laps, made one of his rare mistakes on lap 9 when he spun off the wet track near Capelle sul Tavo. In Molter's book 'Rudolf Caracciola', Rudi said that the road was slick as glass as he went down a straight at 200 km/h.
As he approached the following curve, he very delicately felt the brakes but he had the same feeling as in Monte Carlo (1933). Did the wheel lock up? The next moment, the car spun around and flew diagonally backwards up an
embankment. On top, the tail of his car grazed a fence very slightly, but enough to spin it around again, landing on the road facing in the right direction. This incident was obviously just a warning because shortly
afterwards, at a place where Fagioli had already left the track during practice, his car did half a roll to the left and disappeared with a loud crash into a four meter deep ditch. He was lucky to escape without injury but
the car could not continue. At the end of nine laps Fagioli's average speed was 128.559 km/h when the order was:
|1.||Fagioli (Mercedes-Benz) ||1h48m22s|
|2.||Moll (Alfa Romeo)||1h50m07s|
|4.||Ghersi/Varzi (Alfa Romeo)||1h52m14s|
After lap nine, Fagioli stopped for fuel, changed wheels and had new spark plugs fitted. During his lengthy pit stop, Guy Moll screamed past the grandstands into first place and the crowd roared with excitement. With the
mechanics still working on Fagioli's car, Henne passed the grandstand 20 seconds ahead of Varzi in Ghersi's car. However, the latter stopped at the pits for 70 seconds and only got away after Fagioli had left. Brivio's
Bugatti held fifth place, followed by Nuvolari.
Chiron arrived next and stopped at his pits with a badly misfiring engine. Not sure whether the problem was due to spark plugs or fuel feed, the engine was left running. While one mechanic tested spark plugs and the other
checked fuel lines, Chiron remained in the car operating the accelerator. Gasoline squirted from a loosened fuel pipe and was ignited by an electric spark caused by the other mechanic testing the plugs. Instantaneously
the car burst into flames, the fire spreading from the engine to the tank, fed by the fuel squirting from the pipe. The spectators watched in horror as Chiron's overalls caught fire, mechanics helped the flaming driver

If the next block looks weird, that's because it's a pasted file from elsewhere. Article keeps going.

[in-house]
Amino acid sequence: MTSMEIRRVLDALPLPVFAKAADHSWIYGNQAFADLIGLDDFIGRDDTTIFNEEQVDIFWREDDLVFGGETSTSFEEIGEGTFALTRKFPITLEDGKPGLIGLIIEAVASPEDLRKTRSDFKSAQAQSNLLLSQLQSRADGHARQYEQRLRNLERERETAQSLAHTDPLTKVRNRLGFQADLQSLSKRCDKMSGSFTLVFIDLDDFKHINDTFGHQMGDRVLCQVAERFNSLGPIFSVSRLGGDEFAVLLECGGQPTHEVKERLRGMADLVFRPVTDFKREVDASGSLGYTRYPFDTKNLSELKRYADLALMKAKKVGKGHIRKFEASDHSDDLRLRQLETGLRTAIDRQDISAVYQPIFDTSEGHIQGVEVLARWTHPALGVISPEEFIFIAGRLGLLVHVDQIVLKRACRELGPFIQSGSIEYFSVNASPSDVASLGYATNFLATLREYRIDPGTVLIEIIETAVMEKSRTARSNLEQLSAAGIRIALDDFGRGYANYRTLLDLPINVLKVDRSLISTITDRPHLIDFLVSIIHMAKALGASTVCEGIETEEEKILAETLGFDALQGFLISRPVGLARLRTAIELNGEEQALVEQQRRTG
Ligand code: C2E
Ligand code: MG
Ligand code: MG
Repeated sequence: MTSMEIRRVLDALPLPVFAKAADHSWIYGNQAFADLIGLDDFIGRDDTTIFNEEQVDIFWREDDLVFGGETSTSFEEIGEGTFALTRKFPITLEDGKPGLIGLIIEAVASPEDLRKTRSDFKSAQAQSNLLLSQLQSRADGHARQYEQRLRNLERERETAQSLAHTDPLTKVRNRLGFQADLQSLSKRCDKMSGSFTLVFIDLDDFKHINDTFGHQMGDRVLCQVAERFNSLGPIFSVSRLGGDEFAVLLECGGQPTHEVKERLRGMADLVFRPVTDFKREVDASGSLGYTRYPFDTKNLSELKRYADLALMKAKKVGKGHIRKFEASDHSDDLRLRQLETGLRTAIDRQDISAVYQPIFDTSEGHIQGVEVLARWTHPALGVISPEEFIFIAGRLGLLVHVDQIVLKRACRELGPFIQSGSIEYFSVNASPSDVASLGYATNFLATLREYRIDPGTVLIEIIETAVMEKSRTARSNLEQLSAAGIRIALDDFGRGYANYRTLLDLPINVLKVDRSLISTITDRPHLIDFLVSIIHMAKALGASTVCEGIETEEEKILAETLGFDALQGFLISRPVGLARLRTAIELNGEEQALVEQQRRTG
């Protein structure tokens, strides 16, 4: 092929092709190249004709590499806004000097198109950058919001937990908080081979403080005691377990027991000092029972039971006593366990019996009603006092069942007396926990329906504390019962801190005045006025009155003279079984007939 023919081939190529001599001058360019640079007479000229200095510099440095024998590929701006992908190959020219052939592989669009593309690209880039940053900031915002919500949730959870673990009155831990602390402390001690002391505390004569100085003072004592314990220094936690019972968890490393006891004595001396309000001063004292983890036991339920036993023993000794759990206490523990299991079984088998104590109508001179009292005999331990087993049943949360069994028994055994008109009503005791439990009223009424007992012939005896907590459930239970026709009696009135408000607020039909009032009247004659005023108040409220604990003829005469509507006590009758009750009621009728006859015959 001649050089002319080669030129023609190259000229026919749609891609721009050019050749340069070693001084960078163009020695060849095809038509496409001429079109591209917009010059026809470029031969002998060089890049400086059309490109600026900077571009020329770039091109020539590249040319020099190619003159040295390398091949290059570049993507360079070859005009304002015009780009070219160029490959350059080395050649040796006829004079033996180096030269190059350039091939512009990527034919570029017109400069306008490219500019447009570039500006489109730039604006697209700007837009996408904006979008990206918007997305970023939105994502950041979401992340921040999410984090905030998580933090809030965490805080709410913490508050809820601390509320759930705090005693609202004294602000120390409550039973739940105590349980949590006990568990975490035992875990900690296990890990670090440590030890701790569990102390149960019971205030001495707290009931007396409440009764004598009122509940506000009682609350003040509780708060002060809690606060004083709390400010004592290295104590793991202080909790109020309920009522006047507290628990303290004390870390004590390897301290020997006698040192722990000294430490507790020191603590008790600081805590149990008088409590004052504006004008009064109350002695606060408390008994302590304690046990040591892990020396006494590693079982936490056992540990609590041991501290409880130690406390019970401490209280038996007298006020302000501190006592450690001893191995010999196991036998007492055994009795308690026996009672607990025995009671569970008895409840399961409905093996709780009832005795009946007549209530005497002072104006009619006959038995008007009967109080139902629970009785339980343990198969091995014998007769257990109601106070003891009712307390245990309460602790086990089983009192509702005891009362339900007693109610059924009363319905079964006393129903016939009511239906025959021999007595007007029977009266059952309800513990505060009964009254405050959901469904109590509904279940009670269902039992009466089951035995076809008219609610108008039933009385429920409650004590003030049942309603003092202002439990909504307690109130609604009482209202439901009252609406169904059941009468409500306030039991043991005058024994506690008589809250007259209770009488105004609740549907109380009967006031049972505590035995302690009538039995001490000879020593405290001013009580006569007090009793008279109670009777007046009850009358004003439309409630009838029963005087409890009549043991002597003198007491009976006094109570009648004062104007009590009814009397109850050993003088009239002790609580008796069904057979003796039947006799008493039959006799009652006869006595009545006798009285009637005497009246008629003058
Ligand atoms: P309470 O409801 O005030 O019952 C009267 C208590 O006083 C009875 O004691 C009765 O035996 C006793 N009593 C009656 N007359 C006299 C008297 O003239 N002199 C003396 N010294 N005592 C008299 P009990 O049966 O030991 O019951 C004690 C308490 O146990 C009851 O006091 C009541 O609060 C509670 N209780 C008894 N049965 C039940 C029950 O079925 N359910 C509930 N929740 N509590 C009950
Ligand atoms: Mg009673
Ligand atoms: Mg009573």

from the cockpit, while he covered both eyes with his hands and staggered away from the burning car. Chiron managed to get away with slight burns to face and neck, because an official immediately beat out the flames.
The blazing Alfa Romeo stood dangerously close to the pits where drums of gasoline were stored while the car kept burning fiercely. The people, who were standing nearby, started fleeing the volatile scene. Eventually,
with the help of extinguishers and sand, the fire was put out after ten minutes, but the car was totally burned out and parts of the pits were also destroyed. All this excitement almost obscured the fact that Corsi
had seriously crashed his Maserati when he veered off the road breaking some ribs.
At the end of ten laps, Moll was leading Henne by 32s, Varzi in Ghersi's car by 1m1s and Fagioli, who was only one second behind him in fourth place. Nuvolari was fifth, followed by Sebastian's Auto Union, Brivio's Bugatti
and Penn-Hughes' Alfa Romeo. These eight survivors remained the only ones out of a field of 17 cars. At half distance or ten laps, Moll held first place at an average speed of 125.388 km/h.
|1.||Moll (Alfa Romeo)||2h03m27.4s|
|2.||Henne (Mercedes-Benz) ||2h03m59.2s|
|3.||Ghersi/Varzi (Alfa Romeo)||2h04m28.4s|
|4.||Fagioli (Mercedes-Benz) ||2h04m29.8s|
|6.||Sebastian (Auto Union)||2h08m27.4s|
|8.||Penn-Hughes (Alfa Romeo)||2h13m53.0s|
During lap 11, Moll maintained the lead and Varzi, who was now driving very rapidly, passed Henne into second place. At the end of the lap, the two red Alfas were in front with two silver Mercedes third and fourth. At the
completion of the 11th lap, Moll made a refueling stop, which promoted Varzi to first and Fagioli to second place.
| 1.||Ghersi/Varzi (Alfa Romeo)||2h16m16s|
|2.||Fagioli (Mercedes-Benz) ||2h16m40s|
|3.||Moll (Alfa Romeo)||2h17m55s|
|4.||Henne (Mercedes-Benz) ||2h19m38s|
After 12 laps the Ghersi/Varzi Alfa Romeo was still leading Fagioli's Mercedes, Moll's Alfa and Brivio's Bugatti, ahead of Nuvolari and Henne.
On lap 13 Varzi held the lead followed by Fagioli and Moll who was one minute behind after his fuel stop. The Mercedes pit signaled their drivers to speed up. Moll's Alfa was now ready for the final battle and the
Algerian tried to make up the time lost during his pit stop. In the meanwhile Henne's Mercedes skidded dangerously at the artificial curve before the pits, which lost him so much time that the hard charging Nuvolari
was able to overtake him. When Penn-Hughes retired his Alfa Romeo, the field was down to seven cars.
At the end of lap 14, Varzi pulled into the pits to replace his rapidly wearing rear tires and fill the car with fuel. His stop of 1m55s enabled Fagioli to take the lead and Moll moved into second place. Varzi was
now third and Nuvolari a distant fourth.
After 15 laps, Fagioli held first position with an average speed of 127.708 km/h, leading Moll by 37 seconds, Varzi by 1m41s and Nuvolari by 5m24s, followed by Brivio's Bugatti, Sebastian's Auto Union and Henne's